Meaning ain’t in the brain

I don’t know if there’s a name for the position that the meanings of our terms is pinned down by facts about the brain. The closest I know is semantic internalism, but a semantic internalist could think that meaning is pinned down by facts about qualia, which happen to not be facts about the brain. So I’ll make up a name for this position: call it physicalist semantic internalism.

Now, here’s an argument against physicalist semantic internalism that seems totally right to me.

What I mean by “second-order logical concepts” is the concepts of “and”, “or”, “not”, second-order quantifiers (“for all” and “for some”, ranging over not just objects but properties of objects), and the notions of functions, relations, and concepts.

  1. The semantics of second order logic captures what I mean when I use second-order logical concepts.
  2. No finite set of rules (and correspondingly no finite machine) can pin down the semantics of second order logic.
  3. So no finite machine pins down what I mean when I use second-order logical concepts.
  4. My brain is a finite machine.
  5. So my brain does not pin down what I mean when I use second-order logical concepts.

And here’s another argument along similar lines:

  1. The truth values of sentences about integers are determined by what we mean by integers.
  2. The statement of the satisfiability of each Diophantine equation has a determinate truth value.
  3. The statement of the satisfiability of each Diophantine equation is a statement about integers.
  4. So the satisfiability of each Diophantine equation is fixed by what we mean by integers.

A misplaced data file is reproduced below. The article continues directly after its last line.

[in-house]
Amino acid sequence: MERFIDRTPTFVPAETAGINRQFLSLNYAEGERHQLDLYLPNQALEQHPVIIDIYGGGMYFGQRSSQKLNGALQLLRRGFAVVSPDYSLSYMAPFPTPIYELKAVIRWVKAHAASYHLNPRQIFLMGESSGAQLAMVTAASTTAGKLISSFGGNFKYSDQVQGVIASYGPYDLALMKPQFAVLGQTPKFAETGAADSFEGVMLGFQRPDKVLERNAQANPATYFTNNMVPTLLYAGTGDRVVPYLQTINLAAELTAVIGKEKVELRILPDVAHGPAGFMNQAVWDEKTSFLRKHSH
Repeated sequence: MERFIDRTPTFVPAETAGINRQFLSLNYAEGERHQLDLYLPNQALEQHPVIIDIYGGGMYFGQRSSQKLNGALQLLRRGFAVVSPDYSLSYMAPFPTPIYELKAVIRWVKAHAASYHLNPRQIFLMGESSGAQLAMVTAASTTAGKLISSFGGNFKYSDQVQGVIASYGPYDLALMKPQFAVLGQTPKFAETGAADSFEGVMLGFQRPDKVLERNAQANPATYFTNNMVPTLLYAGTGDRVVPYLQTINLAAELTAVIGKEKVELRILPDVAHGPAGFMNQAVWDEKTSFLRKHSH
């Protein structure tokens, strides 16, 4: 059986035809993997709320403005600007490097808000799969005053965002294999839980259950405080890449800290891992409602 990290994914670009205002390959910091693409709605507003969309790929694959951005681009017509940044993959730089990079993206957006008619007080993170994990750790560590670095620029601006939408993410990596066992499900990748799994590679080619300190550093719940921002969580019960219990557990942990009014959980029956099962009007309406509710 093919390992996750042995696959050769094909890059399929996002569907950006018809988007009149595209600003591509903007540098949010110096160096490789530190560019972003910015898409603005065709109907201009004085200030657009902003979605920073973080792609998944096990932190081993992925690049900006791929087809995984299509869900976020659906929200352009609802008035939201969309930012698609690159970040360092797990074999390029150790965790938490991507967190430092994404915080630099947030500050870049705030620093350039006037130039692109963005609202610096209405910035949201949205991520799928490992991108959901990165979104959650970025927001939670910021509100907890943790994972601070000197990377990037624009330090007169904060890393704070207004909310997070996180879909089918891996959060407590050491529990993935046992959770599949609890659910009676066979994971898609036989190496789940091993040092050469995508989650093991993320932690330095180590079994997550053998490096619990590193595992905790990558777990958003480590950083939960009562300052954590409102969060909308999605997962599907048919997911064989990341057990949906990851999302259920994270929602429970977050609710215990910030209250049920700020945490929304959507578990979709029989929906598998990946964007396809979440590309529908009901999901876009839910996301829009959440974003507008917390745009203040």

5. No finite machine can fix the satisfiability of each Diophantine equation.
  6. Our brain is a finite machine.
  7. So the meaning of integers is not contained in the brain.

On philosophical progress

A big question in the philosophy of philosophy is whether philosophers make progress over time. One relevant piece of evidence that gets brought up in these discussions is the lack of consensus on age old questions like free will, normative ethics, and the mind body problem. If a discipline is progressing steadily towards truth with time, the argument goes, then we should expect that questions that have been discussed for thousands of years should be more or less settled by now. After all, that is what we see in the hard sciences; there are no lingering disputes over the validity of vitalism or the realm of applicability of Newtonian mechanics.

There are a few immediate responses to this line of argument. It might be that the age old questions of philosophy are simply harder than the questions that get addressed by physicists or biologists. “Harder” doesn’t mean “requires more advanced mathematics to grapple with” here, but something more like “it’s unclear what even would count as a conclusive argument for one position or another, and therefore much less clear how to go about building consensus.” Try to imagine what sort of argument would convince you of the nonexistence of libertarian free will with the same sort of finality as a demonstration of time dilation convinces you of the inadequacy of nonrelativistic mechanics.

A possible rejoinder at this point would be to take after the logical positivists and deny the meaningfulness or at least truth-aptness of the big questions of philosophy as a whole. This may go too far; it may well be that a query is meaningful but, due to certain epistemic limitations of ours, forever beyond our ability to decide. (We know for sure that such queries can exist, due to Gödelian discoveries in mathematics. For instance, we know of the existence of a series of numbers that are perfectly well defined, but for which no algorithm can exist to enumerate all of them. The later numbers in this sequence will forever be a mystery to us, and not for lack of meaningfulness.)